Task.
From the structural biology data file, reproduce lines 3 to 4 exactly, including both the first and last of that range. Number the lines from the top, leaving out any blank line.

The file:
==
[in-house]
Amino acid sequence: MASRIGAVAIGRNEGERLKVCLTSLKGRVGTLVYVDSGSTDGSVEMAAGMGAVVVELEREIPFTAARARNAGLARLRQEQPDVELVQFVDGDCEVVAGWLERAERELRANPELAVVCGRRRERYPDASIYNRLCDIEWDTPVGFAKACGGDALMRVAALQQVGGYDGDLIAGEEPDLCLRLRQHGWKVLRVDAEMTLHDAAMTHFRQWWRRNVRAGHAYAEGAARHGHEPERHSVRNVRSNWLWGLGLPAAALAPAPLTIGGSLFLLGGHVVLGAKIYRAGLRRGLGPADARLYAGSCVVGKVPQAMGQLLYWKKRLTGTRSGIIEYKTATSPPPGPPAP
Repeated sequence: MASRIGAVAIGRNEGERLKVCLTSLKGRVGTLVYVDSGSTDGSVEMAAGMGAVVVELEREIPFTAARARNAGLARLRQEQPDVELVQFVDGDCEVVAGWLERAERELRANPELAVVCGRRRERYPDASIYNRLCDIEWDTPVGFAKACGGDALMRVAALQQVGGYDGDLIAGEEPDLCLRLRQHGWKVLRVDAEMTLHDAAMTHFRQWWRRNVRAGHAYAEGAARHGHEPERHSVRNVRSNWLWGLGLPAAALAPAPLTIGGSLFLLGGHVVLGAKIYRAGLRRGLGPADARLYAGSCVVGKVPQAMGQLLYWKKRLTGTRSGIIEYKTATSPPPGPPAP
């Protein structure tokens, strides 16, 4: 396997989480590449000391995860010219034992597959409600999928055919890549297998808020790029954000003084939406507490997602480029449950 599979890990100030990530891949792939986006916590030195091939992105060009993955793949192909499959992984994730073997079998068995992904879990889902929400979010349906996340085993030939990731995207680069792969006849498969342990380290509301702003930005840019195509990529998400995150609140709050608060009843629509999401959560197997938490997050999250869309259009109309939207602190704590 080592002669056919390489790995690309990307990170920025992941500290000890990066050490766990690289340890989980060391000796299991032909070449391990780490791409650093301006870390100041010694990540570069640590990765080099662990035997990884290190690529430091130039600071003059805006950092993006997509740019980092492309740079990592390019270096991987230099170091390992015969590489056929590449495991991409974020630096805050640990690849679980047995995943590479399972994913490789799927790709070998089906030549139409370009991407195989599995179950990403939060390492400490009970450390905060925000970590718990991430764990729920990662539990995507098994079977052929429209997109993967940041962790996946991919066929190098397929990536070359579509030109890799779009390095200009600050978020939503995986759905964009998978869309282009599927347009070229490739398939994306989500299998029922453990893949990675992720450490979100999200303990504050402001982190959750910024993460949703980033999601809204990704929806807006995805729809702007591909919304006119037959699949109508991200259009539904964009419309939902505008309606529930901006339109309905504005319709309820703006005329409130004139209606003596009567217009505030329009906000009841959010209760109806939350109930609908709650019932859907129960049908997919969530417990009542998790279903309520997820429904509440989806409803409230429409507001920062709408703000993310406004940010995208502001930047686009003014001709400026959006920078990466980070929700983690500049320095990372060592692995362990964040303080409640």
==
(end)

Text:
Repeated sequence: MASRIGAVAIGRNEGERLKVCLTSLKGRVGTLVYVDSGSTDGSVEMAAGMGAVVVELEREIPFTAARARNAGLARLRQEQPDVELVQFVDGDCEVVAGWLERAERELRANPELAVVCGRRRERYPDASIYNRLCDIEWDTPVGFAKACGGDALMRVAALQQVGGYDGDLIAGEEPDLCLRLRQHGWKVLRVDAEMTLHDAAMTHFRQWWRRNVRAGHAYAEGAARHGHEPERHSVRNVRSNWLWGLGLPAAALAPAPLTIGGSLFLLGGHVVLGAKIYRAGLRRGLGPADARLYAGSCVVGKVPQAMGQLLYWKKRLTGTRSGIIEYKTATSPPPGPPAP
């Protein structure tokens, strides 16, 4: 396997989480590449000391995860010219034992597959409600999928055919890549297998808020790029954000003084939406507490997602480029449950 599979890990100030990530891949792939986006916590030195091939992105060009993955793949192909499959992984994730073997079998068995992904879990889902929400979010349906996340085993030939990731995207680069792969006849498969342990380290509301702003930005840019195509990529998400995150609140709050608060009843629509999401959560197997938490997050999250869309259009109309939207602190704590 080592002669056919390489790995690309990307990170920025992941500290000890990066050490766990690289340890989980060391000796299991032909070449391990780490791409650093301006870390100041010694990540570069640590990765080099662990035997990884290190690529430091130039600071003059805006950092993006997509740019980092492309740079990592390019270096991987230099170091390992015969590489056929590449495991991409974020630096805050640990690849679980047995995943590479399972994913490789799927790709070998089906030549139409370009991407195989599995179950990403939060390492400490009970450390905060925000970590718990991430764990729920990662539990995507098994079977052929429209997109993967940041962790996946991919066929190098397929990536070359579509030109890799779009390095200009600050978020939503995986759905964009998978869309282009599927347009070229490739398939994306989500299998029922453990893949990675992720450490979100999200303990504050402001982190959750910024993460949703980033999601809204990704929806807006995805729809702007591909919304006119037959699949109508991200259009539904964009419309939902505008309606529930901006339109309905504005319709309820703006005329409130004139209606003596009567217009505030329009906000009841959010209760109806939350109930609908709650019932859907129960049908997919969530417990009542998790279903309520997820429904509440989806409803409230429409507001920062709408703000993310406004940010995208502001930047686009003014001709400026959006920078990466980070929700983690500049320095990372060592692995362990964040303080409640």